Into the deep autumn woods along the Brokenhead River. Photo: ©2008 Alexandra Lucas
This part of Manitoba straddles the line between the rugged Canadian Shield and the open prairie. If you had been here a million or so years ago, you would have been standing on the edge of the first part of North America to permanently emerge from the sea. Under your feet even now is exposed Precambrian rock formed 500 million years ago. On one side of you is the deep boreal forest, teeming with wildlife. On the other is the flatland that stretches more than 1200 kilometres west to meet the Canadian Rockies.

Is it really that cold in the winter? Are the summers warm?

Yes, it can be cold. The record low is -52°F, without windchill, but an average winter day isn't that frigid. For anyone who has not experienced frozen nostrils, it can be a little disconcerting at first but it won't stop you enjoying the outdoors. The summers are very warm and temperatures climbed to over 100°F one year but that was usual. Nearby beaches are a favourite weekend destination for many in the area, including those from the 'Peg. It's only about an hour's drive from the city.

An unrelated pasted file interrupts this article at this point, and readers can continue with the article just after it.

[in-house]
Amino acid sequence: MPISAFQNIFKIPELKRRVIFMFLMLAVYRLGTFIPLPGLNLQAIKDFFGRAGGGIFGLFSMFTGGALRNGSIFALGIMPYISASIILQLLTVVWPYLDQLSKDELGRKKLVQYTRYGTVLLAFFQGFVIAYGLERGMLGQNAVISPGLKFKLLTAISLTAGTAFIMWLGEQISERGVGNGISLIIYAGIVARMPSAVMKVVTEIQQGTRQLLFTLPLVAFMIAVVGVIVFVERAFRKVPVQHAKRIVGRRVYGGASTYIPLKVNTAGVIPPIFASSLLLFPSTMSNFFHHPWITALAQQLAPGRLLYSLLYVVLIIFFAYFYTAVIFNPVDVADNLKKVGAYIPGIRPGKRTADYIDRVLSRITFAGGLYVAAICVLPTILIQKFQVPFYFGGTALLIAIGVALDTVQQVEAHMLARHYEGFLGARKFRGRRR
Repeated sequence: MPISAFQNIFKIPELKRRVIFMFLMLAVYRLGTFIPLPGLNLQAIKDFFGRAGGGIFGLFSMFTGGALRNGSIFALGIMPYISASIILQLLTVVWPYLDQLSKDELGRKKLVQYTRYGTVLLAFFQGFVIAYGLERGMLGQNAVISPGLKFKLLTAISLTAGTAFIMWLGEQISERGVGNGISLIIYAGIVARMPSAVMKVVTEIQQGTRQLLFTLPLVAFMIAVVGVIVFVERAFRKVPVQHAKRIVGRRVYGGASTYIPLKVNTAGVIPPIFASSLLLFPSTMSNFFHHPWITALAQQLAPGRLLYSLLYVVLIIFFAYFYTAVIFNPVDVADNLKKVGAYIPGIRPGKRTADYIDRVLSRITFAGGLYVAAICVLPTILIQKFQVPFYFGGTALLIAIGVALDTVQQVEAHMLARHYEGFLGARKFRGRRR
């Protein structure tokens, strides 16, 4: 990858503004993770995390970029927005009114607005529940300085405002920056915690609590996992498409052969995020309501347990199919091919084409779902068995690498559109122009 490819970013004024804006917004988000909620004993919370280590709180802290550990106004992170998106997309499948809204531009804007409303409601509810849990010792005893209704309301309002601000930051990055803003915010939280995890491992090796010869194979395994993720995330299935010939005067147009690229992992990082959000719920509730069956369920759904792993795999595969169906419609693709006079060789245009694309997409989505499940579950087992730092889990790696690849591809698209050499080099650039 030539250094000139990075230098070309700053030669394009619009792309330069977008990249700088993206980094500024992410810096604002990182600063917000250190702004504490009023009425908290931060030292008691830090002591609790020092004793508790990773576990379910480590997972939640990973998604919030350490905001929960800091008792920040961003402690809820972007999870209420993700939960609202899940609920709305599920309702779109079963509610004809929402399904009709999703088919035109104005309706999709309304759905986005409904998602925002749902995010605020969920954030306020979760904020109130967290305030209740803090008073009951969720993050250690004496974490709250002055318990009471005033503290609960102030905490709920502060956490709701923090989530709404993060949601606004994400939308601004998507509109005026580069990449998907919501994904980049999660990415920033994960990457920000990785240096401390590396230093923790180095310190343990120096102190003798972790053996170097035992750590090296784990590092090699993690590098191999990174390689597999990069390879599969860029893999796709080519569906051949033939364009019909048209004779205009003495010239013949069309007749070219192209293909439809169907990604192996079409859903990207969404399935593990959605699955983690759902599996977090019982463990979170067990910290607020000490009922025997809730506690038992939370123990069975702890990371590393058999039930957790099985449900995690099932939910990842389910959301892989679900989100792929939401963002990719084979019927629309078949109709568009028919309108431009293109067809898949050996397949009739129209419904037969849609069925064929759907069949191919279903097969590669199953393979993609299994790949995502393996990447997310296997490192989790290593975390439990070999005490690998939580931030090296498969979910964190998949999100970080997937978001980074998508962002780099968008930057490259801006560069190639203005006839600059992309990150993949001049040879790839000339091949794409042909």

So what brought people here?
Credit: Library and Archives Canada/C-006605